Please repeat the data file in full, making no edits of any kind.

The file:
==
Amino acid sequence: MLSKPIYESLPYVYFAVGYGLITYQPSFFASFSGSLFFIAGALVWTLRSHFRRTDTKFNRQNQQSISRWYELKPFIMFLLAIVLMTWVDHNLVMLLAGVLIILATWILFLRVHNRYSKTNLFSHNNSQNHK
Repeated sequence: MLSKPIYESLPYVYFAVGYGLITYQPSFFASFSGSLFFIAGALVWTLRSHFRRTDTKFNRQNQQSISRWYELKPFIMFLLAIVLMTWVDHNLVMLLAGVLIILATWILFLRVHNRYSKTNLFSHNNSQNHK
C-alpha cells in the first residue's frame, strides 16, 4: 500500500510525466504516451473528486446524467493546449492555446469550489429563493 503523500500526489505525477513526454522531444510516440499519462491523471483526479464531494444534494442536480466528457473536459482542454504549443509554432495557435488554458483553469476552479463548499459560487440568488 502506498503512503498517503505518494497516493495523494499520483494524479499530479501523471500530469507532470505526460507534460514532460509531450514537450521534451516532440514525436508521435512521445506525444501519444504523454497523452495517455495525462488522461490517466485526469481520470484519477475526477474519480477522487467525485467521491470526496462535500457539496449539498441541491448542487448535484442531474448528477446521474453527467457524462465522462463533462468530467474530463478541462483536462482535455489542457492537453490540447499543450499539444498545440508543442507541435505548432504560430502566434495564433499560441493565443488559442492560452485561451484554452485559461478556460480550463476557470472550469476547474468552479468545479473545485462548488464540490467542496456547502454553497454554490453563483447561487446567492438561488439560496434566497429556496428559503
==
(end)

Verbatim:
Amino acid sequence: MLSKPIYESLPYVYFAVGYGLITYQPSFFASFSGSLFFIAGALVWTLRSHFRRTDTKFNRQNQQSISRWYELKPFIMFLLAIVLMTWVDHNLVMLLAGVLIILATWILFLRVHNRYSKTNLFSHNNSQNHK
Repeated sequence: MLSKPIYESLPYVYFAVGYGLITYQPSFFASFSGSLFFIAGALVWTLRSHFRRTDTKFNRQNQQSISRWYELKPFIMFLLAIVLMTWVDHNLVMLLAGVLIILATWILFLRVHNRYSKTNLFSHNNSQNHK
C-alpha cells in the first residue's frame, strides 16, 4: 500500500510525466504516451473528486446524467493546449492555446469550489429563493 503523500500526489505525477513526454522531444510516440499519462491523471483526479464531494444534494442536480466528457473536459482542454504549443509554432495557435488554458483553469476552479463548499459560487440568488 502506498503512503498517503505518494497516493495523494499520483494524479499530479501523471500530469507532470505526460507534460514532460509531450514537450521534451516532440514525436508521435512521445506525444501519444504523454497523452495517455495525462488522461490517466485526469481520470484519477475526477474519480477522487467525485467521491470526496462535500457539496449539498441541491448542487448535484442531474448528477446521474453527467457524462465522462463533462468530467474530463478541462483536462482535455489542457492537453490540447499543450499539444498545440508543442507541435505548432504560430502566434495564433499560441493565443488559442492560452485561451484554452485559461478556460480550463476557470472550469476547474468552479468545479473545485462548488464540490467542496456547502454553497454554490453563483447561487446567492438561488439560496434566497429556496428559503